The Star assessments also provide criterion-referenced benchmark scores at the state level. A benchmark is the lowest level of performance considered acceptable. If Star Reading is linked to your state test, the state benchmarks show you the reading proficiency level on the state test that corresponds to the 365 Star Reading score. In this sense, the Star state benchmarks provide a glimpse into the third grader’s most likely proficiency level in the state test at the end of year.
For norm-referenced interpretations, we look for scores that compare the performance of our third grader to the performance of other third grade students across the nation. These other third grade students form what we call a norm group. That norm group doesn’t always have to be other students in the same grade. It can also be students of the same age, same special status such as English language learners (ELL) or special education, among others.
However, it’s more common in the United States to compare students with other students in the same grade across the nation. Some of the scores that we look for here are percentile ranks (PR) and grade equivalents (GE). Suppose our third grader’s score of 365 corresponds to say a PR of 50 and a GE of 3.1. The PR of 50 means that this student did better than 50% of the third grade students in the national norm group who test in the first month of the school year. The GE score of 3.1 means that this student is performing like the average student in the first month of third grade. There might also be standard scores such as the normal curve equivalents (NCE) that are reported due to their convenience for algebraic manipulations but the PRs and GEs are the most widely used norm-referenced scores.
Star also provides norm-referenced benchmark scores at the district and at the school level. These benchmarks are based on the existing Starnational norms and the nationally accepted recommendations defined as follows:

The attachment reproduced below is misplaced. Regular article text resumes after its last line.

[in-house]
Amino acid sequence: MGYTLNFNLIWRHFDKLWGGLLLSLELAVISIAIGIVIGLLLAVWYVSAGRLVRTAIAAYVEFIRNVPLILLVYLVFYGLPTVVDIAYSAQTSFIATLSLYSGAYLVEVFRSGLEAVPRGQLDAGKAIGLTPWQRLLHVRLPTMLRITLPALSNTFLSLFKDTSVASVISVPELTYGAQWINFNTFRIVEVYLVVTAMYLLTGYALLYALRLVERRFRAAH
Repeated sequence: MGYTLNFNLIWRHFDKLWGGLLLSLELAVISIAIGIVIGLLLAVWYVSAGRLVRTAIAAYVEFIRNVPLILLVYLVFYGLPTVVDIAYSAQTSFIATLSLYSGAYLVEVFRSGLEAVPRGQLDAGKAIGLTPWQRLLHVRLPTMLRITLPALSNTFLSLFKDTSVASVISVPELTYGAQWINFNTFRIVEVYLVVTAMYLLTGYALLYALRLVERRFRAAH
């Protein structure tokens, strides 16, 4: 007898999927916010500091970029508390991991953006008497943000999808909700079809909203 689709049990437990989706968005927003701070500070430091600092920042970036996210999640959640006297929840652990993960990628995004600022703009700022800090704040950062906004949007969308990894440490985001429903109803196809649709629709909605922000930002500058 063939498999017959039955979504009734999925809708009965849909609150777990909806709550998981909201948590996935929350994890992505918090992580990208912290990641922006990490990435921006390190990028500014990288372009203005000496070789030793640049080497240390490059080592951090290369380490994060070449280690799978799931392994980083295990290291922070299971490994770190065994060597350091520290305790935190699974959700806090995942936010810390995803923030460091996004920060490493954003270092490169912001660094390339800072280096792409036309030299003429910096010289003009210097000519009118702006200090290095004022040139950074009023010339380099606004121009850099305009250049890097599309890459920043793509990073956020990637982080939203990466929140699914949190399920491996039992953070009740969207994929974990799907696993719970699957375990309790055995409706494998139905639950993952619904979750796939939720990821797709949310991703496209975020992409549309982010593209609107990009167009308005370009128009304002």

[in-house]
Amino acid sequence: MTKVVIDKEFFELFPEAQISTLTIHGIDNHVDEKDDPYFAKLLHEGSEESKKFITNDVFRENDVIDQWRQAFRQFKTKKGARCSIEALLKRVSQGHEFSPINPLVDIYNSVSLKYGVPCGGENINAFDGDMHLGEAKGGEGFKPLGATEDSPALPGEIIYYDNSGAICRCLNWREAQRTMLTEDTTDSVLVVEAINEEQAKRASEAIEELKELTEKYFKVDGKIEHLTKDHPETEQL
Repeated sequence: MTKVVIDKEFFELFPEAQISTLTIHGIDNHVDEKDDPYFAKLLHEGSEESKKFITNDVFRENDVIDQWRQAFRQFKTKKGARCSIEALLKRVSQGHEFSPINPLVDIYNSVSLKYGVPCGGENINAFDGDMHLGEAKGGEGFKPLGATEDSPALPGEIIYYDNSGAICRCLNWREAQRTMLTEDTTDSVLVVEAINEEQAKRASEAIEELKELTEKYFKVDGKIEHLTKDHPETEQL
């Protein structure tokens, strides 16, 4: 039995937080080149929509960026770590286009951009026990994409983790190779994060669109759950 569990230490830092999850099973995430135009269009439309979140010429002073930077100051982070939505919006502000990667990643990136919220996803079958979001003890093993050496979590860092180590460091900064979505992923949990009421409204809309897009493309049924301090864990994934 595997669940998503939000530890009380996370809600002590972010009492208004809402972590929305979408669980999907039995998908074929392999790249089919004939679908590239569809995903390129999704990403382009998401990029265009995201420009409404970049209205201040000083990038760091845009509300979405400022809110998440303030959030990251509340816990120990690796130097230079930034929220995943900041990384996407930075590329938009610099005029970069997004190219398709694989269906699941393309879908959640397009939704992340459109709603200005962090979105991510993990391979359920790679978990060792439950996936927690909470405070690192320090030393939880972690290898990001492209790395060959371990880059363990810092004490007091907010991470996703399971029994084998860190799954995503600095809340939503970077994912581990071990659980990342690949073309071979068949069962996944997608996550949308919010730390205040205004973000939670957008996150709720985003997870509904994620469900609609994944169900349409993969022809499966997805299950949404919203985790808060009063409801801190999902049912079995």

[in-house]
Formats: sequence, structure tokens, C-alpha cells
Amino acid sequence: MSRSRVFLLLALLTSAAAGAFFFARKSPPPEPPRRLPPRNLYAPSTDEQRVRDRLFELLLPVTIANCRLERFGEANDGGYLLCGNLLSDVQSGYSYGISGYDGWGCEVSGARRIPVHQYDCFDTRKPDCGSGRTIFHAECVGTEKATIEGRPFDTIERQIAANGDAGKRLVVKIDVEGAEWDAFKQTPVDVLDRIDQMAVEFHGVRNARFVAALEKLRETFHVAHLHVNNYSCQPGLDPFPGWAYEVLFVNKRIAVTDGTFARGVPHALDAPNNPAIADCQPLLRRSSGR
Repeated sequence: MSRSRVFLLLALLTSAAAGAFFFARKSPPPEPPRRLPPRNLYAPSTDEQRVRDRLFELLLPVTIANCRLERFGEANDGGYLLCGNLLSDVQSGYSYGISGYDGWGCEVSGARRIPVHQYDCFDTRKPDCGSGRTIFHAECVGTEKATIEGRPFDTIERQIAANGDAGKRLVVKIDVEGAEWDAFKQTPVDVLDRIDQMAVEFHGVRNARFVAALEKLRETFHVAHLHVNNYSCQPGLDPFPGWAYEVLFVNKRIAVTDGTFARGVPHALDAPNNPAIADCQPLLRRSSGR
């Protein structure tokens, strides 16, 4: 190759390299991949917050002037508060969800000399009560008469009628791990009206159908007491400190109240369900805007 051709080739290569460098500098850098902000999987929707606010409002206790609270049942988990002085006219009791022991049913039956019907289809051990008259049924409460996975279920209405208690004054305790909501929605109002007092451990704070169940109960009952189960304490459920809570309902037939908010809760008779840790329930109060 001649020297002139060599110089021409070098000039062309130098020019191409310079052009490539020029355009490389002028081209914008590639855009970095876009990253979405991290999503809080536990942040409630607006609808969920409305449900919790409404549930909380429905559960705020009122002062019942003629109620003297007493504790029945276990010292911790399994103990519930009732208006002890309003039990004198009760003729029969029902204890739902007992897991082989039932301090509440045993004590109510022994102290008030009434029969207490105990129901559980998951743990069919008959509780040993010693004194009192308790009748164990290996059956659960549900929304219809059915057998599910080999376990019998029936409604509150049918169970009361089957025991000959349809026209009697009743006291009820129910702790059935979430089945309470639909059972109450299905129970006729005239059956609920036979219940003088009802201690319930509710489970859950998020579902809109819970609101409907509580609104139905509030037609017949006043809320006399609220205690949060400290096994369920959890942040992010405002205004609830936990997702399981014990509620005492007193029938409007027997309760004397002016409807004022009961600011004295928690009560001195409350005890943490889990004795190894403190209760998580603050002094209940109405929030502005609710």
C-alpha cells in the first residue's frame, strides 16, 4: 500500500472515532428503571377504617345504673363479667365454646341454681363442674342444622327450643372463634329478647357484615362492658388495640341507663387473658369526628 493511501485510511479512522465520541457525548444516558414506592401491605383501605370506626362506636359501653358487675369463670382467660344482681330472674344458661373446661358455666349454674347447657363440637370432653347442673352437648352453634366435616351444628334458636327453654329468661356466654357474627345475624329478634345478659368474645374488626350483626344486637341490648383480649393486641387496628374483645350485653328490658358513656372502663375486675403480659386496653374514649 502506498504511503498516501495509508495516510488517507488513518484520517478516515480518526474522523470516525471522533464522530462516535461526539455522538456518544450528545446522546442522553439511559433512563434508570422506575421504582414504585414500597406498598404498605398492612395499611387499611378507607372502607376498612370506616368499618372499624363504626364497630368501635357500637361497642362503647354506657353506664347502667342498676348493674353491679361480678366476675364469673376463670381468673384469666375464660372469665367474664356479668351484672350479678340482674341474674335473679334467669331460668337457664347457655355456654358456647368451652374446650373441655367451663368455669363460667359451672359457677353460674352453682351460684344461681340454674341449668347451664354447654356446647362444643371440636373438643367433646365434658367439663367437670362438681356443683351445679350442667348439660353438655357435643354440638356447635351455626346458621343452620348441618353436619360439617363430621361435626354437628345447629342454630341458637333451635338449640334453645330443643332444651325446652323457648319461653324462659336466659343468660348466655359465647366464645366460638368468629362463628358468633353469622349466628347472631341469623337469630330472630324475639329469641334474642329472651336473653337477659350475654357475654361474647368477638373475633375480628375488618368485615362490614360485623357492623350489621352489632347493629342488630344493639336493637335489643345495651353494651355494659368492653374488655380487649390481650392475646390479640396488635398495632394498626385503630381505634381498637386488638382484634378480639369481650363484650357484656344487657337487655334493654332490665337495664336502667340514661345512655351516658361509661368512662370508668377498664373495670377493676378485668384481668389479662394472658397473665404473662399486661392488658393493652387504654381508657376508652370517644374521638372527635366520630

- At/Above Benchmark = At/above 40th percentile
- On Watch = 25th to 39th percentile
- Intervention = 10th to 24th percentile
- Urgent Intervention = Below 10th percentile
These norm-referenced benchmarks can be modified to be situation specific but the default percentile ranks presented above are helpful in determining who needs intervention and who is clearly above benchmark. Our third grader’s score has PR=50 which is above benchmark.
How to Determine the Best Score Interpretation for your Program
Because the norm-referenced and the criterion-referenced interpretations serve different purposes, none is better than the other. You choose based on your testing needs. If the goal is to pin down mastery of content, then the criterion-referenced approach is the fitting choice. If comparing a student’s performance to a norm group is important, then the norm-referenced approach rules the day. If you want both the norm-referenced and the criterion-referenced interpretations, you can certainly have both! Whatever the need, it’s good to keep in mind the following: norm-referenced scores don’t really tell you what the student has learned in terms of content mastery as they are used to compare student based on some norm group of interest; criterion-referenced scores don’t allow us to compare performance across students as we are interested in the skills each student has mastered in relation to some criterion.
I hope I’ve provided you with insight into why scores mean different things, the reasoning behind those differences, and how your needs for score use determine which interpretation is best for you. We’ve also written previous posts about other facets of test scores, which can be accessed using the links below:
Understanding the reliability and validity of test scores
The basics of test score reliability for educators
Explore Star Assessments